In 2006, my grad school classmates informed me that my Schizoaffective Disorder was so serious that I shouldn’t even be in the classroom with them. Certainly not plunking down the four hundred page sex and drugs bildungsroman I wrote in San Francisco for them to edit. Two books came out rapidly after graduation in European small presses. London. Sweden. Although I never saw a cent, I will be grateful for life.

Amazon has my novel, Jet Set Desolate on print on demand. The small press “Future Fiction London” folded, as so many do. No hard feelings. Online I find my book is being sold on German Amazon for $100 a copy. I had nothing to do with that. I’m just glad it’s still in print. Thrilled for international reach.

The Swedish poetry collaboration, Lorazepam and the Valley of Skin, was put out by an art school friend on a shoestring in 2009. Right before she left for a Masters in Curatorial Studies in Stockholm. She visits me periodically here in the US. Interviews me or publishes me in European projects she’s editing. I check my email lately for her interview questions. Cunning Like Doves: Conversations with Women in the Art World, will be out in 2020 due to a Swedish arts grant. I’m supposed to be in it. This is what I live for now. Fame. My heart is empty. I’ve lost two wives and grief is a constant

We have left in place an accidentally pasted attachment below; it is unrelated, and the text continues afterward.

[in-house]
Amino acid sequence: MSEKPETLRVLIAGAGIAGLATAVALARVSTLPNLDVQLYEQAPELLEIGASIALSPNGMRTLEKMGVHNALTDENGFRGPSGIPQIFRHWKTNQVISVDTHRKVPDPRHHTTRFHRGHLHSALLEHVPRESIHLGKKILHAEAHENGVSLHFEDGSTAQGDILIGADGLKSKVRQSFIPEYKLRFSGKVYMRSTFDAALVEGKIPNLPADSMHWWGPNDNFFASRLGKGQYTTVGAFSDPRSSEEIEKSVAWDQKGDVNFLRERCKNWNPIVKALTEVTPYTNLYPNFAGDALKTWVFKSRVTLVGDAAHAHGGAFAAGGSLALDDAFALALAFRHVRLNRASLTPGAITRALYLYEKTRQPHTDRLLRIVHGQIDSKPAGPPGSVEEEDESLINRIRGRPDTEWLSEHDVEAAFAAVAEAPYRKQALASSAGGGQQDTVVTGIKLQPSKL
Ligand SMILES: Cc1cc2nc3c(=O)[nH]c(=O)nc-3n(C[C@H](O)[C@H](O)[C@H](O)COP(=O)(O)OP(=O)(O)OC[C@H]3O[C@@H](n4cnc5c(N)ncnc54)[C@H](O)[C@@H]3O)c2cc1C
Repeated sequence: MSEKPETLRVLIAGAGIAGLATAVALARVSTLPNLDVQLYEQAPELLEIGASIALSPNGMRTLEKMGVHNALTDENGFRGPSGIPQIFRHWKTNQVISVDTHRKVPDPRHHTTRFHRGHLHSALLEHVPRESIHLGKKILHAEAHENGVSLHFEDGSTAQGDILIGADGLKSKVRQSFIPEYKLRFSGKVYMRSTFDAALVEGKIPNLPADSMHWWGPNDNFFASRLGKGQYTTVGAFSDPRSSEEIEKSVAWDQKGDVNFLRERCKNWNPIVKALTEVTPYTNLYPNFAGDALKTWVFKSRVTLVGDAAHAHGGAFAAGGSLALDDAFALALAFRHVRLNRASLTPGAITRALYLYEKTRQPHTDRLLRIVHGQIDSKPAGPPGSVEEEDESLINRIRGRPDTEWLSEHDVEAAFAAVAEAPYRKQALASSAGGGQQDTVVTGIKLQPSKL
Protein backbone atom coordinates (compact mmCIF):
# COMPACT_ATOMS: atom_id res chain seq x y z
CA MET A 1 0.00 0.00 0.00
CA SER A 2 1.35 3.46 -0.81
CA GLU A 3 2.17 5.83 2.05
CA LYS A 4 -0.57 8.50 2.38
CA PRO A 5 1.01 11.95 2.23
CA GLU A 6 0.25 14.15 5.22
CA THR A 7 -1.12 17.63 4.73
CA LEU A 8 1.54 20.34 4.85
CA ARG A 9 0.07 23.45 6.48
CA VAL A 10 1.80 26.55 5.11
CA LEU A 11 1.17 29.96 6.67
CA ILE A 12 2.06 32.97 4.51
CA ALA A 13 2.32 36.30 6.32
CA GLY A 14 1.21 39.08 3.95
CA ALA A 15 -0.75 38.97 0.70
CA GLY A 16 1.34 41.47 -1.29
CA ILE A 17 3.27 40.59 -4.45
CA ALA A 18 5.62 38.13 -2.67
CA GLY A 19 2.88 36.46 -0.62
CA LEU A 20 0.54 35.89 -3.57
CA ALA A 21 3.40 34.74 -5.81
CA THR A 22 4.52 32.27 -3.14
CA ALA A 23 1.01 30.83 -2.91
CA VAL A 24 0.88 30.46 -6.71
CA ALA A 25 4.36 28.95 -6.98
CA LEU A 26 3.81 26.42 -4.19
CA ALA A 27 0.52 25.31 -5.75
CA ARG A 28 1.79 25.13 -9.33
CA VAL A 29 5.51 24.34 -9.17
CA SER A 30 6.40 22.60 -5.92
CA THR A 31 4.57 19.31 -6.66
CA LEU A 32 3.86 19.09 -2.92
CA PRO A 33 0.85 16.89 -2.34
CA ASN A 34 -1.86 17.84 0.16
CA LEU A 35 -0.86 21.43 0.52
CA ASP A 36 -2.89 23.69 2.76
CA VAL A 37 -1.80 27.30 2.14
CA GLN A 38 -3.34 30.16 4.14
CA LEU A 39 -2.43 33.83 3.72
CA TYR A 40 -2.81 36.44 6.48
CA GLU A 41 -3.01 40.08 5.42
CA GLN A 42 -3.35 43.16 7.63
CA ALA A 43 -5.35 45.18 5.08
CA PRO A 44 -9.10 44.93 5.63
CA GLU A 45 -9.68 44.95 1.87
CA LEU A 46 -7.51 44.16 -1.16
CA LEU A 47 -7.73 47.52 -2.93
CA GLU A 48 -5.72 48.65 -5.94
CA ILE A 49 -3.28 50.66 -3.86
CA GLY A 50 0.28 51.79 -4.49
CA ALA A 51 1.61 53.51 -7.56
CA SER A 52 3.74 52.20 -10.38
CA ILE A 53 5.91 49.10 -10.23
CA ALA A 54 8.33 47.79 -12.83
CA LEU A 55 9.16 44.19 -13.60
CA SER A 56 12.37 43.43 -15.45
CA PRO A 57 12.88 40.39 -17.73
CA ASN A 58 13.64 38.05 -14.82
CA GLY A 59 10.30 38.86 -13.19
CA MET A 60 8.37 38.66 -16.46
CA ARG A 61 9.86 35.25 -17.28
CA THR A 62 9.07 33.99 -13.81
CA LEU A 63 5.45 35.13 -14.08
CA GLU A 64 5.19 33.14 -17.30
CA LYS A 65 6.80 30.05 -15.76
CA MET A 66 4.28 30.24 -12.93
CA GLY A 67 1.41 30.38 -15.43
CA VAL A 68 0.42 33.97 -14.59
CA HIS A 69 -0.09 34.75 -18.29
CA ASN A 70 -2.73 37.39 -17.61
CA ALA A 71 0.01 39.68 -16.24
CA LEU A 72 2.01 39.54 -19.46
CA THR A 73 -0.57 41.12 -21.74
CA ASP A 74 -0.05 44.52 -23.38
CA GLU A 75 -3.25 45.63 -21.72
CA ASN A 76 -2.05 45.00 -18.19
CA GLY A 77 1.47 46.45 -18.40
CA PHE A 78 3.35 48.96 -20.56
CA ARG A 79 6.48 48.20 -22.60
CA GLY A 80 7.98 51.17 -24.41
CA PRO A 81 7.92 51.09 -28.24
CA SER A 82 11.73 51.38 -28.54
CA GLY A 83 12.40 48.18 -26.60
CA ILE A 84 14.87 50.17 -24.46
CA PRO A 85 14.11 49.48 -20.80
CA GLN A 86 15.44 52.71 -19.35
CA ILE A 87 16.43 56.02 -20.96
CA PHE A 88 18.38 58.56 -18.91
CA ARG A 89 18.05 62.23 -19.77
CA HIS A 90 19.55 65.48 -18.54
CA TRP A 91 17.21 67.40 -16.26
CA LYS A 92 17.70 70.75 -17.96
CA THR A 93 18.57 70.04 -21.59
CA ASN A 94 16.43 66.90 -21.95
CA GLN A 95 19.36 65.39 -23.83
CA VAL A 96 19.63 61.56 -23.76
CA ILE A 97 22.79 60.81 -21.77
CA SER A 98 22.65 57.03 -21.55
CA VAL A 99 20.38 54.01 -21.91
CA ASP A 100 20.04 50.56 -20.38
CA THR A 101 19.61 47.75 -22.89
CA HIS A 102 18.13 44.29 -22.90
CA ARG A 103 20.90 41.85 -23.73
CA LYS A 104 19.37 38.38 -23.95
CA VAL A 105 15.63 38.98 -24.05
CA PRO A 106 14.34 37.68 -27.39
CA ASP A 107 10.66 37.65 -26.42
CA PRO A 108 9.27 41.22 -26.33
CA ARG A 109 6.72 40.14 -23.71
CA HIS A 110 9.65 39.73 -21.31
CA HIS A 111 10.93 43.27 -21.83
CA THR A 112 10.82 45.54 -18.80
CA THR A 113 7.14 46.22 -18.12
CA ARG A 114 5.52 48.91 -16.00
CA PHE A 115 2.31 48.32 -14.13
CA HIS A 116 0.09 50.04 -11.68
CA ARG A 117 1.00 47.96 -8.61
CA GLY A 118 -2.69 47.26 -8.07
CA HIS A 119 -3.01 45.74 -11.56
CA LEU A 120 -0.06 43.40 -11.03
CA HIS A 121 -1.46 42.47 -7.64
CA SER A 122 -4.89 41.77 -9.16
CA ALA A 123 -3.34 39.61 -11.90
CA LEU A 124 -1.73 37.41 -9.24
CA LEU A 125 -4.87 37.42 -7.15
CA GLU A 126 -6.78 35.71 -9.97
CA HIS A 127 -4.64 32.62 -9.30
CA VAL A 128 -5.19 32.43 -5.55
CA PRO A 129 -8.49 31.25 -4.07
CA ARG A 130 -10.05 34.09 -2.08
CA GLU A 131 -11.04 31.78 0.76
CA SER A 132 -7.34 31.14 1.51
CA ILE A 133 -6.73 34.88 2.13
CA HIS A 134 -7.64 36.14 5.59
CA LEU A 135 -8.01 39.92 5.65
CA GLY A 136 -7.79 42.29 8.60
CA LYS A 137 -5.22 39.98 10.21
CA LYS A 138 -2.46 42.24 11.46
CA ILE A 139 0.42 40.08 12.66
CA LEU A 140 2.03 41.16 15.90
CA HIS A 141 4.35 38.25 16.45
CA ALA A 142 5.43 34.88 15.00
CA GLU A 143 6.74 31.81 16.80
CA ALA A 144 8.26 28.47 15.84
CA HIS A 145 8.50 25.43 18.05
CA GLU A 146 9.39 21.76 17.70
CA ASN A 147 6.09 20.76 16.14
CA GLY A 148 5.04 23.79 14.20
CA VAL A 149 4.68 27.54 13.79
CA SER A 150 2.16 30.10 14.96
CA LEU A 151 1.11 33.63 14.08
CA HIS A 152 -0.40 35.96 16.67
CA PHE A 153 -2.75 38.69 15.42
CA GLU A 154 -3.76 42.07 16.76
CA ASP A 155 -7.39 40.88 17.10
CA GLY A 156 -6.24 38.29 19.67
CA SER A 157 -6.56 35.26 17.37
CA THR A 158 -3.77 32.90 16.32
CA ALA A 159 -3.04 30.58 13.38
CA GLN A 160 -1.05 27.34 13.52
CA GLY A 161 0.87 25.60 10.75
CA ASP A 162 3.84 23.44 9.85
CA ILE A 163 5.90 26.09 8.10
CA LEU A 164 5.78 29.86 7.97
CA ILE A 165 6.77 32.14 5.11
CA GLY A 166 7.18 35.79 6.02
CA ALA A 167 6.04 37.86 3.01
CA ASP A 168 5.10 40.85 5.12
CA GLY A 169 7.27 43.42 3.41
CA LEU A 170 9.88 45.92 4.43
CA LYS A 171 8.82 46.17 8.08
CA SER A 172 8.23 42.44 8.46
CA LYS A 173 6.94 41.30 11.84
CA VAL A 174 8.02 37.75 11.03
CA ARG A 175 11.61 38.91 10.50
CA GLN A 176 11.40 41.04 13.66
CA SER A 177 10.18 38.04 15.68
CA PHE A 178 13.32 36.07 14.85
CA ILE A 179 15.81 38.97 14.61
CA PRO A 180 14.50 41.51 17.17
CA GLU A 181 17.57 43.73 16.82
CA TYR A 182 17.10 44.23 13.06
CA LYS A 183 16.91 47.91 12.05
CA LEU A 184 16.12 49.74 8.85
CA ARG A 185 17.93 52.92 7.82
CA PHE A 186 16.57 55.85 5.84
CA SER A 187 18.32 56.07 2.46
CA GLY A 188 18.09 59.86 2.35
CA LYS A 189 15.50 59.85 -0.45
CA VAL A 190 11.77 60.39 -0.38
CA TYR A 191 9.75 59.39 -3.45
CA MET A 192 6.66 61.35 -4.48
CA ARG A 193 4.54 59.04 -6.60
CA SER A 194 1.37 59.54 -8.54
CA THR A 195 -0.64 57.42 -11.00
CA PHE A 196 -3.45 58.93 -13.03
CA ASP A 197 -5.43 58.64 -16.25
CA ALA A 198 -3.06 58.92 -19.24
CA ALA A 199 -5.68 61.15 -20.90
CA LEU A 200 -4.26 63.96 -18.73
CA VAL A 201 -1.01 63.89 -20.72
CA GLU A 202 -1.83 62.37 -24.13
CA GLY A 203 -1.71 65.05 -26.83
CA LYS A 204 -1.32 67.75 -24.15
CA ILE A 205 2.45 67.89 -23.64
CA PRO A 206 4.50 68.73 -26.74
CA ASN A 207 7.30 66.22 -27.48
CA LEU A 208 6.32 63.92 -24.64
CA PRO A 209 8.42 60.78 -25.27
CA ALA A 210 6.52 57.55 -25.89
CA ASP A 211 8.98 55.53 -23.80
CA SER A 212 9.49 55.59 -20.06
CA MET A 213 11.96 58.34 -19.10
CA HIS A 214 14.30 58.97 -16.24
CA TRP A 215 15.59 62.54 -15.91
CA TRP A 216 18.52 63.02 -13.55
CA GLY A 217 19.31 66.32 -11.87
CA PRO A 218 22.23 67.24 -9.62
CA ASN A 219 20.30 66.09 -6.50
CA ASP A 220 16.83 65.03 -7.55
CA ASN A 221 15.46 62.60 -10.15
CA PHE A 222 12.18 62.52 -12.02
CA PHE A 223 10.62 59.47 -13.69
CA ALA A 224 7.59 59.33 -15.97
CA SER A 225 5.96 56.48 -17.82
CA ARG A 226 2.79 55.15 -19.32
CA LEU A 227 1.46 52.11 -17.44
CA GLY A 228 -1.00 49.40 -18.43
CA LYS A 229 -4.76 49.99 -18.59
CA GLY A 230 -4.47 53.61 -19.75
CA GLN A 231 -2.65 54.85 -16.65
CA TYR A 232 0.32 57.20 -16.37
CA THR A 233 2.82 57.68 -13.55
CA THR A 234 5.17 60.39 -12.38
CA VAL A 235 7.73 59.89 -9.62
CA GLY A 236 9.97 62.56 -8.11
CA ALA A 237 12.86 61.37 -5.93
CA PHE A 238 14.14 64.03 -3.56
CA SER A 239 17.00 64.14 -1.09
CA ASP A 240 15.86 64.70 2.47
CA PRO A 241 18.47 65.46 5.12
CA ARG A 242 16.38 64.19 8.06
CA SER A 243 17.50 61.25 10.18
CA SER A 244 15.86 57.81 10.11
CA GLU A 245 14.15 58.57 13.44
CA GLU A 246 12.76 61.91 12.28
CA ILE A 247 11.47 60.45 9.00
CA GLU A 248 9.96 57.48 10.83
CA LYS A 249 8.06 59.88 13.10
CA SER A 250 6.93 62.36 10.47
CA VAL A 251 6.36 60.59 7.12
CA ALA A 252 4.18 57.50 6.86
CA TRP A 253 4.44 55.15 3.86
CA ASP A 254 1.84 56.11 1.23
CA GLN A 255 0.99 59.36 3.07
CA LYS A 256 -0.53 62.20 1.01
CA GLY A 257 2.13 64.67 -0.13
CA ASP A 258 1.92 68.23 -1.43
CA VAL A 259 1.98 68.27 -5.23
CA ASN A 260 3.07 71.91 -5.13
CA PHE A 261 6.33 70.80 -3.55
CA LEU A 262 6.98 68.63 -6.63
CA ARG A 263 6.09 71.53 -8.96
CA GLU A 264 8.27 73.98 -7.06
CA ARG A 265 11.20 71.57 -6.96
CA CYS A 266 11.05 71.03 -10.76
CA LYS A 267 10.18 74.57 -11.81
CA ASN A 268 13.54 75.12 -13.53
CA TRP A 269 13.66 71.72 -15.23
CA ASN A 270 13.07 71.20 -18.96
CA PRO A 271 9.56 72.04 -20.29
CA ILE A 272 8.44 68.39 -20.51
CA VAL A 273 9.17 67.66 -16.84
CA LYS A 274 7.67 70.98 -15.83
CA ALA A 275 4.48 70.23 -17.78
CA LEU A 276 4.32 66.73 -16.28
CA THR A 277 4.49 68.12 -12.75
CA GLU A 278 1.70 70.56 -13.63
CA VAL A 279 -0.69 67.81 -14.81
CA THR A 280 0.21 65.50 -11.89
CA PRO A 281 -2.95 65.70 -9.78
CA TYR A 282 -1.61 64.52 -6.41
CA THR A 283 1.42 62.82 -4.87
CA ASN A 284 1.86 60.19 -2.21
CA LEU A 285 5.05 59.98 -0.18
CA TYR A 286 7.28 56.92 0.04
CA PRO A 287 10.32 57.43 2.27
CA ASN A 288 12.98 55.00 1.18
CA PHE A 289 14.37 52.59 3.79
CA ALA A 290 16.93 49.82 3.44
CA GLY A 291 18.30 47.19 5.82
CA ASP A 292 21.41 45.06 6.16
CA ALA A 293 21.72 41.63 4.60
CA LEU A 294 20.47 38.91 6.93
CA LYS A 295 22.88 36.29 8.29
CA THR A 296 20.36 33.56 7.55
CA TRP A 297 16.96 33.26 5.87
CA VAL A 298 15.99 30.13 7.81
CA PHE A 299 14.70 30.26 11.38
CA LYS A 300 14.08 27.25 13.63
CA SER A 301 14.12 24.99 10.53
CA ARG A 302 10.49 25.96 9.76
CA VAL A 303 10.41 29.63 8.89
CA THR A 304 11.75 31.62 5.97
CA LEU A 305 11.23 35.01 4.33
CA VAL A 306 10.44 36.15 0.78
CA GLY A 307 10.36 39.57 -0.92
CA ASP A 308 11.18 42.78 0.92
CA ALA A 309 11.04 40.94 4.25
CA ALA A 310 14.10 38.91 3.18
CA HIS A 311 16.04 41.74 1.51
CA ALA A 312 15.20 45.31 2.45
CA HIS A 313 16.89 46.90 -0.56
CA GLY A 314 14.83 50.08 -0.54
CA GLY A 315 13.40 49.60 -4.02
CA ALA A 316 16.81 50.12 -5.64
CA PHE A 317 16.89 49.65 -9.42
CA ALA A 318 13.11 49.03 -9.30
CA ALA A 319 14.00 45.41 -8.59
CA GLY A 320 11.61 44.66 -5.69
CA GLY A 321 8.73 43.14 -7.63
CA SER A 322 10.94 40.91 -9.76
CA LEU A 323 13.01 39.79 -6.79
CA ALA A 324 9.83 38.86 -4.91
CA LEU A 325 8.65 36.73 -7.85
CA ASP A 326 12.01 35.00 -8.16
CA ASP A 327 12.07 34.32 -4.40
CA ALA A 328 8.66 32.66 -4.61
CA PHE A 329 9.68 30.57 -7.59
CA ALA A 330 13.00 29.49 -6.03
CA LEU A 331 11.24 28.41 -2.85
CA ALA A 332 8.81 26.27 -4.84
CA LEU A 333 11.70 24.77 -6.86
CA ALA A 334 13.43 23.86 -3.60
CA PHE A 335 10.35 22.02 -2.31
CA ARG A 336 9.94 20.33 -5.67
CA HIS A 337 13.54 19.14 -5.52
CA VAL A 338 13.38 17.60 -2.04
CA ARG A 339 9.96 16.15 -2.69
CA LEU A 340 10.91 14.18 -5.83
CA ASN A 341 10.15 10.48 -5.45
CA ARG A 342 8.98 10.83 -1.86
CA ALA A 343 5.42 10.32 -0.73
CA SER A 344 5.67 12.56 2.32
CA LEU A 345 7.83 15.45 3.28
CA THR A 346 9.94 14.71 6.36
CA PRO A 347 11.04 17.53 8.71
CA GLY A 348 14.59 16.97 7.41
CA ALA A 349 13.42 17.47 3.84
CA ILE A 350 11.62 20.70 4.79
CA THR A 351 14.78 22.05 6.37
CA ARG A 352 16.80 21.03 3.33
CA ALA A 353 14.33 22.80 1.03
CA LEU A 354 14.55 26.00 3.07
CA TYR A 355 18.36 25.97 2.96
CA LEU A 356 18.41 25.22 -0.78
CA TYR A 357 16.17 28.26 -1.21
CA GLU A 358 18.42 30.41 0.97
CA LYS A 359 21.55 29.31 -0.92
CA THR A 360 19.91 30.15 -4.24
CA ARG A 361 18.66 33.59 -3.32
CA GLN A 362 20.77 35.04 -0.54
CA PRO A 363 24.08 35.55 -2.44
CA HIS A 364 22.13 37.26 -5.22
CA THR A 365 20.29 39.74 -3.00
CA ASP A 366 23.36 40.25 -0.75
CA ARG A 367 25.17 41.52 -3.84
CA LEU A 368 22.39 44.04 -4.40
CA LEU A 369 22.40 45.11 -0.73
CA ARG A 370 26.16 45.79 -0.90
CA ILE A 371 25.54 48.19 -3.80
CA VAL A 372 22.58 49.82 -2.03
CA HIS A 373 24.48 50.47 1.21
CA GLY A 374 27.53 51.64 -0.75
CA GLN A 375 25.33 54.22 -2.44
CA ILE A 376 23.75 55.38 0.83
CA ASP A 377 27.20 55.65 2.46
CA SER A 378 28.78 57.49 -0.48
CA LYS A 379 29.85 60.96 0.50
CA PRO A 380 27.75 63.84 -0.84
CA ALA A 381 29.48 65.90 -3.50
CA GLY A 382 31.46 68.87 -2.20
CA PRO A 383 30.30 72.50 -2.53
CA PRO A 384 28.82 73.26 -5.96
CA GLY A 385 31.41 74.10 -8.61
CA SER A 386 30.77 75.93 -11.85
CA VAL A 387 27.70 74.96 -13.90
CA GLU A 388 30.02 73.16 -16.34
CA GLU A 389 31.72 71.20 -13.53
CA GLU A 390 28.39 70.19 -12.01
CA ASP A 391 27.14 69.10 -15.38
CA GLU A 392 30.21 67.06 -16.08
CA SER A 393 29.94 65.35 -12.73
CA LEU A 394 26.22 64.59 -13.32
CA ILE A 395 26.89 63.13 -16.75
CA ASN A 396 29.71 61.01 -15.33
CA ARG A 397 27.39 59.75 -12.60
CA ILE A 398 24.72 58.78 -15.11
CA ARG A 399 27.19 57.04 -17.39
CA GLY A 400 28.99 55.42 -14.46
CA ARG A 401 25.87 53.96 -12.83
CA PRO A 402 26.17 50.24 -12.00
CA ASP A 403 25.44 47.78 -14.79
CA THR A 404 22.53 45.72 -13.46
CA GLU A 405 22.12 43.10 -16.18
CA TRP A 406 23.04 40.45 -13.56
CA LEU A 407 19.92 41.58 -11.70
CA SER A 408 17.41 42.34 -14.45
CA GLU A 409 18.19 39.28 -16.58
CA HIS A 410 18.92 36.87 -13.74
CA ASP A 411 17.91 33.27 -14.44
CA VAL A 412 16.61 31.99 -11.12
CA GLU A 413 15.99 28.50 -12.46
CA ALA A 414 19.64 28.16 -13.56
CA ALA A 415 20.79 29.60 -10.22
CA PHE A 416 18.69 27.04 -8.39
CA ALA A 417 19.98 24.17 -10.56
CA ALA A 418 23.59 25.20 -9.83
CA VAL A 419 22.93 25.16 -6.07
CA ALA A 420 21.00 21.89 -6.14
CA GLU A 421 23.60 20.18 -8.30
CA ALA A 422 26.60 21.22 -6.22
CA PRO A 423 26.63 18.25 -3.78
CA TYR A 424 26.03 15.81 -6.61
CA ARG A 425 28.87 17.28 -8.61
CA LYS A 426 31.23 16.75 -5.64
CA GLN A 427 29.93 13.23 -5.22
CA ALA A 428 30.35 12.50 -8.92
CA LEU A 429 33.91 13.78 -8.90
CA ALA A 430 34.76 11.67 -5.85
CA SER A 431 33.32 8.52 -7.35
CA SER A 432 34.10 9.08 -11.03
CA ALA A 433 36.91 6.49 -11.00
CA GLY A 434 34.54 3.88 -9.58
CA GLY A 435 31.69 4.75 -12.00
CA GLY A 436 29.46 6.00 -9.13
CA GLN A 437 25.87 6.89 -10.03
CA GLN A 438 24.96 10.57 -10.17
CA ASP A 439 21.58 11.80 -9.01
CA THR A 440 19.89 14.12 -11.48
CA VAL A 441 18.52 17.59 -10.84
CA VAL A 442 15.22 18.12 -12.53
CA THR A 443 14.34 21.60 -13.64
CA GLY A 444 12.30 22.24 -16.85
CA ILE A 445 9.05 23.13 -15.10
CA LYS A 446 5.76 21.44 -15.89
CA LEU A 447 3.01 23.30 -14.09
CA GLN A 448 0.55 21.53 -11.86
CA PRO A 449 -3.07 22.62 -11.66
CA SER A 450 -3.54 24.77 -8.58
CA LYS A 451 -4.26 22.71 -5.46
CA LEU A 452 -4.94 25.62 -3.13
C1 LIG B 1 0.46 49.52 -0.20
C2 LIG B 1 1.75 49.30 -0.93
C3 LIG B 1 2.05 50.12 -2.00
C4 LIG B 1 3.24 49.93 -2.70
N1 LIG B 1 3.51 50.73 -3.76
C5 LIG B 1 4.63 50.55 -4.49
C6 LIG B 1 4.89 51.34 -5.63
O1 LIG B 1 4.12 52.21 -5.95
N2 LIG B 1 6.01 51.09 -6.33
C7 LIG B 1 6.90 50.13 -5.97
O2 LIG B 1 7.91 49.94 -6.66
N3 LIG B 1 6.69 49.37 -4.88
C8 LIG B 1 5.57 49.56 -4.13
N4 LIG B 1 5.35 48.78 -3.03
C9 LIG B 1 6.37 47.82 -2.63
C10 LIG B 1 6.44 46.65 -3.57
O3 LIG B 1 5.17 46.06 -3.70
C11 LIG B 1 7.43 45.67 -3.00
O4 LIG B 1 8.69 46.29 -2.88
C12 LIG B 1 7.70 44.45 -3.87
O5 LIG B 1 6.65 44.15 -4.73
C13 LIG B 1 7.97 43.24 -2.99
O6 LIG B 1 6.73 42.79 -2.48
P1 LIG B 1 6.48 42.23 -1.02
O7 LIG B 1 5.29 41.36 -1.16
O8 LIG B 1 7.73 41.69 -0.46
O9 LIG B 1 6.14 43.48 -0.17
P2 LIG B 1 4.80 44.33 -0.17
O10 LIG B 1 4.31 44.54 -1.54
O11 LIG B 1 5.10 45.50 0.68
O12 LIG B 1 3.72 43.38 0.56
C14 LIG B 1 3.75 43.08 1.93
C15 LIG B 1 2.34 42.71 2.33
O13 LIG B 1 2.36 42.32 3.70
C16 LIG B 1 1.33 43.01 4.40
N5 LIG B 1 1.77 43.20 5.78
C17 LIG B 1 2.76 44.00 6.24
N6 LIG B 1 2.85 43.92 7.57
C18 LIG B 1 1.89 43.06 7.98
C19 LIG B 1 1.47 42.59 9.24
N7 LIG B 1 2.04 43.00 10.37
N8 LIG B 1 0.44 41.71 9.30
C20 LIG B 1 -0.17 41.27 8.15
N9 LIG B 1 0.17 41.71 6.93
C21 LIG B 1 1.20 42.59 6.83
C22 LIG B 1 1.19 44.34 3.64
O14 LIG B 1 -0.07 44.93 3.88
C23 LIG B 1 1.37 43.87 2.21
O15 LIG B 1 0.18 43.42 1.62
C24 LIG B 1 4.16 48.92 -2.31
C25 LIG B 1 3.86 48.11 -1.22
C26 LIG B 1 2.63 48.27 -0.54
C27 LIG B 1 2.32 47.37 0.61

In the twenty teens, Los Angeles was rising as the capital of the art world. I threw myself into that life. In 2011 I entered into a domestic partnership with a young lesbian writer. Gay marriage was still illegal due to Proposition 8. Together we ran a reading series in Los Angeles. She committed suicide in 2012. A trauma I will never get over. I went to detox and rehab. Got sober. Tried to build a life yet again. Until eviction from my Hollywood apartment in 2016. When I had no one and nothing in Los Angeles left worth staying for.

Now I live rent-free. In a brick house in Reno, Nevada that my great-uncle built. Like the Medicis, you could say my parents are patrons of the arts. I only know I’m grateful. Try to fulfill my end of things. By doing what I’ve been trained to do. Not asking for more. Living in a single family house all by myself. With art and antiques. Creepy dolls. Three cats. On SSDI income only. With time to create when I’m not managing symptoms. Feels like heaven.

As if the SSDI is the NEA grant I could never get. I feel a sense of duty to contribute what I can artistically. Writing, painting and performing are my Bipolar Disorder’s compulsions. It is harm reduction to direct that mania towards creative pursuits, instead of my previous more illicit past times.